He is an award-winning architect and academic in the field of architectural design. Shane joined Monash in 2008 as Foundation Professor of Architecture to establish the university’s architecture program. He was previously Professor of Architectural Design and Director of the Architecture Program at RMIT University. He is a recipient of research funding from both industry and government including the Australian Research Council and continues to conduct research into contemporary housing and urban design issues. Shane's buildings and theoretical projects have been extensively published and he has participated in numerous architectural exhibitions and forums and has been invited to lecture about his work nationally and internationally. He was Co-Artistic Director of the Australian Pavilion exhibition, Micro Macro City, for the 2006 Venice Architecture Biennale. Shane is the 2012 recipient of the Australian Institute of Architects Neville Quarry Medal for services to architectural education.
Winning competition entry for Proposition 2065, in collaboration with Hayball Architects proposed a small-grain approach to the large-scale development.
Towards a New Development Model for Housing Regeneration in Greyfield Residential Precincts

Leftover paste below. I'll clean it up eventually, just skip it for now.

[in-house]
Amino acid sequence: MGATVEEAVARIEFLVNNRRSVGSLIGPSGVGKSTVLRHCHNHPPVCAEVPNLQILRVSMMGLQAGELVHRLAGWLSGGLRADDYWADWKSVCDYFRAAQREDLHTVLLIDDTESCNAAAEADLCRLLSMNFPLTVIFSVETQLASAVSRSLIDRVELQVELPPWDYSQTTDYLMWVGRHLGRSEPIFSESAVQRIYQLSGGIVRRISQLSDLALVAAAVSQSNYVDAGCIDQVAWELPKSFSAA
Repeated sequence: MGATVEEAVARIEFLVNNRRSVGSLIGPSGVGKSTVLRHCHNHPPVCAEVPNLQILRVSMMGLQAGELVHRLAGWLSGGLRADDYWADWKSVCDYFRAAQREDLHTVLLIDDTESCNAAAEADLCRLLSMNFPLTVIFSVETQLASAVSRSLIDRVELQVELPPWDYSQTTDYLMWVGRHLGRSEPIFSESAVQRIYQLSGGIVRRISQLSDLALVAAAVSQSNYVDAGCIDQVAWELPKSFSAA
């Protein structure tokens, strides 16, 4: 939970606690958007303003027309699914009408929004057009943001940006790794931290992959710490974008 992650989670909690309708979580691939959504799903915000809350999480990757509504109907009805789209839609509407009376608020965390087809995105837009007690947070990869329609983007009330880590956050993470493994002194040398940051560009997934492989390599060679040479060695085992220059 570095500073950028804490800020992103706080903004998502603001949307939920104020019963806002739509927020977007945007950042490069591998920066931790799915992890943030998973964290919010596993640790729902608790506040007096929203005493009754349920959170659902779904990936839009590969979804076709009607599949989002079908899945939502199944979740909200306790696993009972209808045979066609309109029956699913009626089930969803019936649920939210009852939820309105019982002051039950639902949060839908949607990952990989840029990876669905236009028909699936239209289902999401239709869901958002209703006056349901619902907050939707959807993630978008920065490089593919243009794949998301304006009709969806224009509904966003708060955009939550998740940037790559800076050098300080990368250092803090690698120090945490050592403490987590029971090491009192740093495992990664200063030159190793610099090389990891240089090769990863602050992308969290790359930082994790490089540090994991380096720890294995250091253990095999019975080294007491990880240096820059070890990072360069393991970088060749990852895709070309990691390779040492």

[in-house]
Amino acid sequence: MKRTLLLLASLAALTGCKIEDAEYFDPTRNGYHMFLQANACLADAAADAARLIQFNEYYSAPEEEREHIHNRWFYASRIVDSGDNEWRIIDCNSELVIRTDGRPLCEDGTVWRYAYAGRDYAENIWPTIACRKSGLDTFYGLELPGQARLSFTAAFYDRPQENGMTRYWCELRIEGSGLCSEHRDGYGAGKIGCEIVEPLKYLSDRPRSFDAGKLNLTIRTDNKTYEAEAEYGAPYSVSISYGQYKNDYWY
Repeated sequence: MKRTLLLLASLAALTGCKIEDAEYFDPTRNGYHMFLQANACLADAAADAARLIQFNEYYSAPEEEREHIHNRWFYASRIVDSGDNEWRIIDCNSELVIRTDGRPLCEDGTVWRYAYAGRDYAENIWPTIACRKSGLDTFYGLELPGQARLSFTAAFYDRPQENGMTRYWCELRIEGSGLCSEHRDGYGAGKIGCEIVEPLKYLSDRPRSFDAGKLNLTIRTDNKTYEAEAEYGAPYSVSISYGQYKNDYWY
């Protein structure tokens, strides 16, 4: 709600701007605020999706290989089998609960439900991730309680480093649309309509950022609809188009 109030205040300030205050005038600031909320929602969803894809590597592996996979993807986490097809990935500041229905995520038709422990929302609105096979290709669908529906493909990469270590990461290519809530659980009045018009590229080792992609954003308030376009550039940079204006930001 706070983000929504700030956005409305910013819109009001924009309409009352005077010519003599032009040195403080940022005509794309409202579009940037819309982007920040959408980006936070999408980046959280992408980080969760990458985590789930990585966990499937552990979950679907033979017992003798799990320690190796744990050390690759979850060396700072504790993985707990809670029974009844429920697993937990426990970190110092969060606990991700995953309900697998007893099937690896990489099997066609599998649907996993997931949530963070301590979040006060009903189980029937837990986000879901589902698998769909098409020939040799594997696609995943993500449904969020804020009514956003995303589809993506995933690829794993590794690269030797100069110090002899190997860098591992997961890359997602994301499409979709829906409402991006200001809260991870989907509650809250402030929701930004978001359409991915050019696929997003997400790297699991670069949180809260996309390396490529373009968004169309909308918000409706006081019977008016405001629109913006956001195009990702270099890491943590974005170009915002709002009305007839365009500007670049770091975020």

Research collaboration with Prof. Peter Newton (Swinburne University), Prof. Ron Wakefield (RMIT University) and Monash Architecture Studio funded by the Australian Housing and Urban Research Institute (AHURI). The project identified pathways for delivering more affordable and sustainable medium-density housing in Australia’s capital cities through the regeneration of greyfield precincts.
Designing Affordable and Sustainable Housing (DASH)
DASH is a research initiative of the Office of the Victorian Government Architect, the Department of Planning and Community Development, the Department of Human Services (Office of Housing) and Monash University’s Department of Architecture. The design-led research has generated a series of higher density housing principles for inner and middle ring sites in Melbourne that could add long-term quality to the urban environment.
Speculative scenario for the intensification of Chadstone Shopping Centre
Intensifying Places - Transit-Oriented Urban Design for Resilient Cities is an Australian Research Council Linkage Project being undertaken by Monash Architecture Studio, Melbourne University and several government and industry partners. The aim of the investigation is to demonstrate how design quality can contribute to our transition to more sustainable urban environments and to identify the tools and processes necessary for enhancing the outcomes of mixed-use, higher density developments.
Greyfield Precinct Design Model
The greyfield precinct design model proposes a development approach that operates across several non-contiguous allotments in middle suburban locations. ‘Dispersed’ precincts of this kind offer an economy of scale associated with large consolidated projects, while responding to the realities of small scale building practices prevalent in these regions of our cities.